Burning ivory won’t help saving elephants
5 May 2016

Contribution by Dr. Wolf Krug

“The burning of ivory is an extremely expensive PR exercise with little impact on conservation.”

Poaching and illegal wildlife trade always occurred, yet today a true crisis has developed. If no action is taken against wildlife crime, the survival of many species is threatened. The practice of burning ivory in Kenya dates back to July 1989, when Kenya’s then President, Daniel arap Moi ignited 12 tonnes of elephant tusk and achieved to change the global policy and ivory exports.  Since then many countries followed the initiatives, but does setting fire to ivory really help saving elephants?

Dr. Wolf Krug, who has extensive professional experience researching the economics of biodiversity conservation and conservation finance in Africa disagrees with the destruction of the ivory. Read his full article about his 5 points to be seriously considered.

About the author

Wolf_KrugWolf Krug, in association with the “Centre for Social and Economic Research for the Global Environment“ in London, has worked as a consultant for the World Bank, OECD, UNEP, WWF and IUCN. For the last 11 years he has been consulting African governments on governance, security and development policies. He holds a PhD in Economics from UCL.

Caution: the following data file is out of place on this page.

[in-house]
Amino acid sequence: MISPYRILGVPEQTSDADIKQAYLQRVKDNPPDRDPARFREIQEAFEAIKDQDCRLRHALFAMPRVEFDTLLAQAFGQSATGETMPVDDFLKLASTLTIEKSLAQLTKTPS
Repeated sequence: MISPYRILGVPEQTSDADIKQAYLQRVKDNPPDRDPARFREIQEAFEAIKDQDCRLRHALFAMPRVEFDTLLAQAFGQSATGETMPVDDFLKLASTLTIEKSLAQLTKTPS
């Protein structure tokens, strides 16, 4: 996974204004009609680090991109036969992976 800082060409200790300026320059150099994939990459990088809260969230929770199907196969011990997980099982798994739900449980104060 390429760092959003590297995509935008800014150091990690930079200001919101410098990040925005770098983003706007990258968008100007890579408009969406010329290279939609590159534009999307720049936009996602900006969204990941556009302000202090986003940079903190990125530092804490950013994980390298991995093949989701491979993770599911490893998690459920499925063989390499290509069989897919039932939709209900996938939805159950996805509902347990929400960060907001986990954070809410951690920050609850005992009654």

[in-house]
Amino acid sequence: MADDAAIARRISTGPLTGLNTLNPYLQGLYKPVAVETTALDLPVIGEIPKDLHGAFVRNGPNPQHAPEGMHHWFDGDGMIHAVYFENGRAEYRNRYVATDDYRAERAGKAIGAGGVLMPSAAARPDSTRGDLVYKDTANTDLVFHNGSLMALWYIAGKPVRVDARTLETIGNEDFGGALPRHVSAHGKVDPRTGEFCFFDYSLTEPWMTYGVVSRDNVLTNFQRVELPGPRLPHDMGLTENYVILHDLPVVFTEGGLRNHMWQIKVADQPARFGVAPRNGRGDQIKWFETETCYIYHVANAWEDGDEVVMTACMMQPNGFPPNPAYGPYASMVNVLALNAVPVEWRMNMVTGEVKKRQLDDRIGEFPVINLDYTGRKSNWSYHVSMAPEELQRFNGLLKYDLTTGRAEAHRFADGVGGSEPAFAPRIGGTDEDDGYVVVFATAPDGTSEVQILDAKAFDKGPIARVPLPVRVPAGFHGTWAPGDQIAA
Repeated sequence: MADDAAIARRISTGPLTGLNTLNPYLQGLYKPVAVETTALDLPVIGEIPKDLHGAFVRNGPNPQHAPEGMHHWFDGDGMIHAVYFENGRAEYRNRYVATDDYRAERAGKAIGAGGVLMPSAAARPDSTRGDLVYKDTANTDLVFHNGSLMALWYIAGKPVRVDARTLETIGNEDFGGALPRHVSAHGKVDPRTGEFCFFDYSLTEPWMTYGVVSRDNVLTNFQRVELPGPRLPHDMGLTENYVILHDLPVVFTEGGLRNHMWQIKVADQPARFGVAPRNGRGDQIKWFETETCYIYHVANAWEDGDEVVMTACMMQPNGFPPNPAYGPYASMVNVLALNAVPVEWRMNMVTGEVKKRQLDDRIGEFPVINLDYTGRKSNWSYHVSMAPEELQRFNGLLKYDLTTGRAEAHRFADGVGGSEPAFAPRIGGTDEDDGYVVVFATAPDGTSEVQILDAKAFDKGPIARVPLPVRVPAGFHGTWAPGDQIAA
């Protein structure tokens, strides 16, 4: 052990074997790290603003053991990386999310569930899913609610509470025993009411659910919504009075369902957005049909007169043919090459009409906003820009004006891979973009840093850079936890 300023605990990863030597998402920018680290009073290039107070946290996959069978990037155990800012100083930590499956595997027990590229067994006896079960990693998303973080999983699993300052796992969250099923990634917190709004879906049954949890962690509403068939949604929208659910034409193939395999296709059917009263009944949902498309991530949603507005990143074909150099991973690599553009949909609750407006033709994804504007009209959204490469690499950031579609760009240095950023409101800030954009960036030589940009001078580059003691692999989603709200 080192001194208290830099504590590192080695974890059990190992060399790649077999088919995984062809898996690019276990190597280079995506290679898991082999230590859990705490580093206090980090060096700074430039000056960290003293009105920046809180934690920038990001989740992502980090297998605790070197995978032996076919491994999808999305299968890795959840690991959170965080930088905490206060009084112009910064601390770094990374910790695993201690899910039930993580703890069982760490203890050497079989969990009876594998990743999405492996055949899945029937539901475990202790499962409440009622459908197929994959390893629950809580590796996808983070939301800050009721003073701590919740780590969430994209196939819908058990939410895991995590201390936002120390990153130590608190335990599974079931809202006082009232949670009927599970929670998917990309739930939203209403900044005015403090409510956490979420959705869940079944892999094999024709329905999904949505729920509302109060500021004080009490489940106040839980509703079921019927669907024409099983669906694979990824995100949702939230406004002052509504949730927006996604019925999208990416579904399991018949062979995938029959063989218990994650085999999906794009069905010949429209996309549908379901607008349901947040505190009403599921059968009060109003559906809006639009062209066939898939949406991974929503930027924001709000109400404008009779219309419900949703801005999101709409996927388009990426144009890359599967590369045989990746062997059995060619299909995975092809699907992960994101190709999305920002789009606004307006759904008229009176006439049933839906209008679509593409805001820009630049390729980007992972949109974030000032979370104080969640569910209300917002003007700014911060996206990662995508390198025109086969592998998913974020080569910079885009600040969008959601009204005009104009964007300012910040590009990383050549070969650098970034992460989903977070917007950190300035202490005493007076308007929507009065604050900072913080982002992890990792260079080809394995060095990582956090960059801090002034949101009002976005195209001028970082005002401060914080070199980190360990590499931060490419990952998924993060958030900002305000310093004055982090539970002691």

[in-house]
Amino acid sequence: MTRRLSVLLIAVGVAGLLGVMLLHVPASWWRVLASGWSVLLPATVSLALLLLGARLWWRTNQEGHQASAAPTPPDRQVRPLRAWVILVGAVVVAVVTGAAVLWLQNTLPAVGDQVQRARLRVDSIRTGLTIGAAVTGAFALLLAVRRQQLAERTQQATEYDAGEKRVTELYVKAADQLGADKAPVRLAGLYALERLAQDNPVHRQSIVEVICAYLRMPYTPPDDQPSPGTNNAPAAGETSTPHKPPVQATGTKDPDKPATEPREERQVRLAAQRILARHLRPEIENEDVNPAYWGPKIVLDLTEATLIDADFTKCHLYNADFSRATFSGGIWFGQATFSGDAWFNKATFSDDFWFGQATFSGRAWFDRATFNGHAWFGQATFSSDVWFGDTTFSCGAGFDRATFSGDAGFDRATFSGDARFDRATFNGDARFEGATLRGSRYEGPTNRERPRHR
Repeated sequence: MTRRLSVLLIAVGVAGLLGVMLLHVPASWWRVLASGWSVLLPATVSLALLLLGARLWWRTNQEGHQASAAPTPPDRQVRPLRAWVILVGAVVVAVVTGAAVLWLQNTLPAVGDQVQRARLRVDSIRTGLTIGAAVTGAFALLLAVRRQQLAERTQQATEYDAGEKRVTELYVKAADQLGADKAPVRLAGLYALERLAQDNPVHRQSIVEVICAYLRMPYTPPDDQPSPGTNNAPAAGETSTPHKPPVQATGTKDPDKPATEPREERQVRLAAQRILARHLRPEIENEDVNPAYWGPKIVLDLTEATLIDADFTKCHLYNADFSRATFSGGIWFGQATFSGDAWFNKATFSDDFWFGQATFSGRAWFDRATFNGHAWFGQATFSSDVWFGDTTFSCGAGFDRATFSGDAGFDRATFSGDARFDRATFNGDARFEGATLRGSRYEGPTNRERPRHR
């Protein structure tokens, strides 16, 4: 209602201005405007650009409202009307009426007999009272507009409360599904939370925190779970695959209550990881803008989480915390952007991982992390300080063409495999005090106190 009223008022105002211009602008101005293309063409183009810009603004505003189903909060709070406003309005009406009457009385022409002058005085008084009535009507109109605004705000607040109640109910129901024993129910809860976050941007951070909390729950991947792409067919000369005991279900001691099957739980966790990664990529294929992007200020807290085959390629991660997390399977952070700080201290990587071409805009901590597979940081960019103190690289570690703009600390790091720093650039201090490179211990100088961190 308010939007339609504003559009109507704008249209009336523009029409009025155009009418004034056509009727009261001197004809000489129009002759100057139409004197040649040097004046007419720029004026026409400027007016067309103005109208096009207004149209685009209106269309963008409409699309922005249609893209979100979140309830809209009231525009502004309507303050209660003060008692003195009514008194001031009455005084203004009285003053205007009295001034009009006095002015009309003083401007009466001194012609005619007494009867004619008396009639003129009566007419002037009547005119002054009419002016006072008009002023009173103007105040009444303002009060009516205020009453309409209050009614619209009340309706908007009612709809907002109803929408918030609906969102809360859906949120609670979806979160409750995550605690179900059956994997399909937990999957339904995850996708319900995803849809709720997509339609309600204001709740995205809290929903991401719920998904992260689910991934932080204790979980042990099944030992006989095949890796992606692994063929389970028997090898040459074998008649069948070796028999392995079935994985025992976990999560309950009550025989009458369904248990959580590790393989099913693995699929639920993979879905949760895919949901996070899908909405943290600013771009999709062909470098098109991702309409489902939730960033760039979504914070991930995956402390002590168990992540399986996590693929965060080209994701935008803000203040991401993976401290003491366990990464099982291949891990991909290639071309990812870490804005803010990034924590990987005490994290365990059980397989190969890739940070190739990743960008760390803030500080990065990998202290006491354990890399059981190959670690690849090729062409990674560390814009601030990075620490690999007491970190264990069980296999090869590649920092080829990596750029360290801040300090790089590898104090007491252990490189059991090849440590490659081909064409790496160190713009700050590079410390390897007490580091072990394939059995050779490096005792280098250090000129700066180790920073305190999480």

Wildlife Crime and the CIC

It is well-known that legal, well-regulated sustainable hunting is an important component of wildlife conservation, since it includes demonstrable actions to contain wildlife crime. Combating wildlife crime is one of the strategic priorities of the CIC. The organization has supported the anti-poaching „Selous Elephant Emergency Project (SEEP)” in Tanzania by providing valuable equipment and materials to rangers. This assisted in stabilizing elephant numbers in the Selous over the past years. The CIC continues to fight against wildlife crime!